HARBOR FREIGHT, meanwhile, has thrived, with its Bailey’s Crossroads store being one of 26 opened nationwide since the onset of the pandemic. (Photo: Patricia Leslie)

Bourven sanitizes toys when they are returned and has a dishwasher on site to wash them. For bigger toys, she uses a bleach wipe. She encourages everyone to use hand sanitizers in plentiful supply at her front desk.

In the age of Covid-19 pandemic, the Toy Nest’s online catalog is a luxury which parents use to reserve toys and they may pick them up curbside at the shop or come in — a big hit with customers.

“I wasn’t prepared for how much they love it,” said Kristin Wajert, another shopper at the Toy Nest who was referencing her five-year-old daughter and six-year-old son’s interest in the store. “I’ve been letting them pick out toys from the catalog. There are giant vehicles that go up and down and make noise, things we’d never buy. We keep them a couple of weeks until we’re ready to bring them back and get something new.”

Appointments are encouraged so no one has to wait outside, Bourven said. The store can accommodate two families at a time.

Anyone can check out the toys usually on bi-weekly basis, if they are available. About 15 to 20 percent are checked out at any one time which the catalog lists.

Bouvren touts the library’s membership as an incredible value, but membership is not required to shop and borrow.

Drop-in rates start at $10 per child, and with borrowing privileges, $15. Monthly memberships start at $25. For every annual membership sold, a scholarship is awarded to a family in need, and right now, Bourven has several to give away.

The Toy Nest is bigger than it looks. The “pretend section” has lots of costumes (heads up, Halloween outfitters) , trains, and construction “equipment.”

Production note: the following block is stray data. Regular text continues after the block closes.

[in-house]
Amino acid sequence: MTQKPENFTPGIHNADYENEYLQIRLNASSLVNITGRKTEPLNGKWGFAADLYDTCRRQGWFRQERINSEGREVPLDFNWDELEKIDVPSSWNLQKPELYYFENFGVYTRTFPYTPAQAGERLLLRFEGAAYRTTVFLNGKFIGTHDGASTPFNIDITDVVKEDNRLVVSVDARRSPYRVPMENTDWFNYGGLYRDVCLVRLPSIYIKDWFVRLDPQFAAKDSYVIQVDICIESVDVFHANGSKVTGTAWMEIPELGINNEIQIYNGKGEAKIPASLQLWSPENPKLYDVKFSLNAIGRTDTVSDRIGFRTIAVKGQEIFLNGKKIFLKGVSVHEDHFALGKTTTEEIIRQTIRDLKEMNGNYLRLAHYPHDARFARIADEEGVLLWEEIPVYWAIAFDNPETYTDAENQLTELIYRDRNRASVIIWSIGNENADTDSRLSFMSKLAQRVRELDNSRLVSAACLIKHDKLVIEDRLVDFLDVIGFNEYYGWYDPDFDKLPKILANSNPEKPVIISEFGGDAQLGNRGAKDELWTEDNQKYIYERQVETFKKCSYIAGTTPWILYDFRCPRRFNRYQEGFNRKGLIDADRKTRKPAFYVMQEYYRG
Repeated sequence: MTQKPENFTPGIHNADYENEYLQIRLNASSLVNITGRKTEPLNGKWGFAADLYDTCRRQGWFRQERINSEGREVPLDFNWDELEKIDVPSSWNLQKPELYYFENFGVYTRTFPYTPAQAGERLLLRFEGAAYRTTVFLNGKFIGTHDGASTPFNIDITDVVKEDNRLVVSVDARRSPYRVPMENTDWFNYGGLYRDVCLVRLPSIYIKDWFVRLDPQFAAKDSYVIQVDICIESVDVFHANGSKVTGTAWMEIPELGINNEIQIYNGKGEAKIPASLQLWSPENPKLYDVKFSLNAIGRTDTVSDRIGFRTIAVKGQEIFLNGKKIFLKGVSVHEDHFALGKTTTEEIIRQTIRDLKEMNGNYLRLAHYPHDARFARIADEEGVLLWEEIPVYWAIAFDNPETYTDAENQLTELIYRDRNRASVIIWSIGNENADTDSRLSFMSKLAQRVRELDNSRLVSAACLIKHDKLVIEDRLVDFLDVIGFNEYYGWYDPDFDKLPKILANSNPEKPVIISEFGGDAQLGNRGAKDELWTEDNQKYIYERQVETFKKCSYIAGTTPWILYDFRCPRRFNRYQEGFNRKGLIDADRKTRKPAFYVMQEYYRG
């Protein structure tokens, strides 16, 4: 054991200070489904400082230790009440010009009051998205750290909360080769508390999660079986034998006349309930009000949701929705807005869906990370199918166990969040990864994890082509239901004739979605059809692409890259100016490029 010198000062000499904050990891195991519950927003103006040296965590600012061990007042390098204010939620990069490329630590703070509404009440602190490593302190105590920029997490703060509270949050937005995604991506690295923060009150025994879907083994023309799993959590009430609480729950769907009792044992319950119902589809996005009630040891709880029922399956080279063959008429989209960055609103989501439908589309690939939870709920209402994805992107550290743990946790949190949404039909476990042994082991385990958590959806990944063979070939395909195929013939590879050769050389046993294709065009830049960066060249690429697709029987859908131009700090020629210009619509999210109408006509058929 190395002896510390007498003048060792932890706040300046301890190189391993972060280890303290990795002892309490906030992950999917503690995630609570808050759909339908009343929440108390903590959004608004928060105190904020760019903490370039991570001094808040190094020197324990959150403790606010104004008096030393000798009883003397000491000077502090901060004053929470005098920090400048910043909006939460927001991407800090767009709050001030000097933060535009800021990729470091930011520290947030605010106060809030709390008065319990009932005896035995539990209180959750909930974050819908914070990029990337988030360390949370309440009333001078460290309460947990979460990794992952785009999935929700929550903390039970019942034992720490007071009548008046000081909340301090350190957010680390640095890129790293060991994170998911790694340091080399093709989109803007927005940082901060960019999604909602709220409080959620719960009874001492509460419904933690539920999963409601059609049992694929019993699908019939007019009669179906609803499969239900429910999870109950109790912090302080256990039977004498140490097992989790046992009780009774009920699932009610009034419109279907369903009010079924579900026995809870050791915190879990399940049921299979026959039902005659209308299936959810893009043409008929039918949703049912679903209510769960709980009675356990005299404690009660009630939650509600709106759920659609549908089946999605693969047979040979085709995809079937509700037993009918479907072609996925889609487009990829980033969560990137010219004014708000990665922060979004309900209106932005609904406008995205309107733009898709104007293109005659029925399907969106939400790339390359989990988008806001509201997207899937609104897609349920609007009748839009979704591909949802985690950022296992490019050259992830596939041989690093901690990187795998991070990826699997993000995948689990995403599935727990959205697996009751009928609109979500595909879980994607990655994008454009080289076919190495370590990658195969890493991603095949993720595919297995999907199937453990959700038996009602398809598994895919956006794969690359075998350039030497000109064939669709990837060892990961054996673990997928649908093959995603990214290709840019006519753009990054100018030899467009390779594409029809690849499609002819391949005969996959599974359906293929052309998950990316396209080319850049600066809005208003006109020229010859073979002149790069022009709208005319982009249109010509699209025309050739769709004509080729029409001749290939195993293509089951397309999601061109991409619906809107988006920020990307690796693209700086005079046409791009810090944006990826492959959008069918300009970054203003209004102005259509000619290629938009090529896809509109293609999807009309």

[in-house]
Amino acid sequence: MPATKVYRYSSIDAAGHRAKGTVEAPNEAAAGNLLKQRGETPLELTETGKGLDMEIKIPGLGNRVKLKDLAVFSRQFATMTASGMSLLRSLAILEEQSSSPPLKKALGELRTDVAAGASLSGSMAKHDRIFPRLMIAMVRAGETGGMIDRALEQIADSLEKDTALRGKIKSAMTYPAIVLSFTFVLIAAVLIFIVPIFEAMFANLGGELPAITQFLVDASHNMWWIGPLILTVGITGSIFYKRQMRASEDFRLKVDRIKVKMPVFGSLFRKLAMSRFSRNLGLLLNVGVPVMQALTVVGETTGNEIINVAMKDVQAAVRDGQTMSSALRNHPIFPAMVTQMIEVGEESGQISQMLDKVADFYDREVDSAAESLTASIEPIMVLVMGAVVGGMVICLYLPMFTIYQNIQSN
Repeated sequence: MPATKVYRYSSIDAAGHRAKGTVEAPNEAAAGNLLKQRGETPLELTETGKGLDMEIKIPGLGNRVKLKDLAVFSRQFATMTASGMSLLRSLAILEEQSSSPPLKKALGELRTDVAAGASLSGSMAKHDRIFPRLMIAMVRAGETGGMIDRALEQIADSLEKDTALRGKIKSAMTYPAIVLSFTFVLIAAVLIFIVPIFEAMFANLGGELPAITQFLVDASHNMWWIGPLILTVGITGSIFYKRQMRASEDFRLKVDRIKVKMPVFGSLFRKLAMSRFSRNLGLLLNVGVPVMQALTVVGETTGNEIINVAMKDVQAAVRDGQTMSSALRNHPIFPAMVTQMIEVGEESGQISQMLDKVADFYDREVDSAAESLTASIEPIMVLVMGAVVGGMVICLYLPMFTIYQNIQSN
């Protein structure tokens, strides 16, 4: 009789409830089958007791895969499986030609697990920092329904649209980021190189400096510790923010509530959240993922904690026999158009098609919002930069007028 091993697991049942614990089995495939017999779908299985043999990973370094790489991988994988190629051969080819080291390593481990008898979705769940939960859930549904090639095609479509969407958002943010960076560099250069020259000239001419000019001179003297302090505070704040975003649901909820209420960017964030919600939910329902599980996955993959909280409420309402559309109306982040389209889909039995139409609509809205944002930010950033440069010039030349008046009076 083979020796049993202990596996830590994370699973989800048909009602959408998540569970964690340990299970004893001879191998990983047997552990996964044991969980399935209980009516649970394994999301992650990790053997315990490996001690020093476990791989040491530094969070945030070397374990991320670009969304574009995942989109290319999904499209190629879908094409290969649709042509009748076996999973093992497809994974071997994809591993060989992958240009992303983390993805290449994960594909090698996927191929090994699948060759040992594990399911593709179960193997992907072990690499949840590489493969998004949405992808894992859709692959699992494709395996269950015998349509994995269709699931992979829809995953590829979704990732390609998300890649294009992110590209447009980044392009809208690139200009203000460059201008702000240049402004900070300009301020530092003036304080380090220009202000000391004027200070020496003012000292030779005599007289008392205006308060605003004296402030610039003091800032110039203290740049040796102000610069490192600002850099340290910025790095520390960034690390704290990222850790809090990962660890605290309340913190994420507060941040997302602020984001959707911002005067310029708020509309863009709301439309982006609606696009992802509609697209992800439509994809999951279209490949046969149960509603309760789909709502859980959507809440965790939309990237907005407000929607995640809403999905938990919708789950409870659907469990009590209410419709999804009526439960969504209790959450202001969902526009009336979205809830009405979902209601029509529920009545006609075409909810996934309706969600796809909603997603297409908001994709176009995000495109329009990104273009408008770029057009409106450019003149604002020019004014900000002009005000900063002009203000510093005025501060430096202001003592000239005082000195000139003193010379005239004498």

Water guns, board games and riding toys are arranged by category on shelves.

Harbor Freight Tools has plenty of equipment, too.

Compared to “big box” retailers, the company prides itself on its smaller size which shortens shopping and store walking time to make faster purchases.

Its prices “are usually much lower than the competition,” Hoffman said.

The company recently donated its entire supply of nitrile gloves, N-95 masks and face shields to hospitals and it awards $1 million a year to high school skilled trade teachers and programs.

Meanwhile, Bourven’s customers, mothers of children ages two to nine who were interviewed by phone, enthusiastically endorsed the Toy Nest’s concept.

Morneau, the mother of three, said her daughter learned to ride a bike using the Toy Nest’s balance bicycle.

Her children “went wild” over the animal figurines and wooden blocks which they used to build forts and make pens for animals in battles of rhinos, dinosaurs, and bison. “It was hysterical,” their mom said.

Wajert won a raffle and gets a free party whenever the public health crisis subsides. Bourven’s party room allows hosts to bring their own treats and use the play area with all 1,000 plus toys and the kitchen.

Amy Wilson’s husband helped Bourven and her husband build the Toy Nest.

“It’s a brilliant idea because there are so many toys,” said Wilson, the mother of a two-year-old.

As every parent knows, per Wilson, “Some toys last about a week, and then they lose interest.”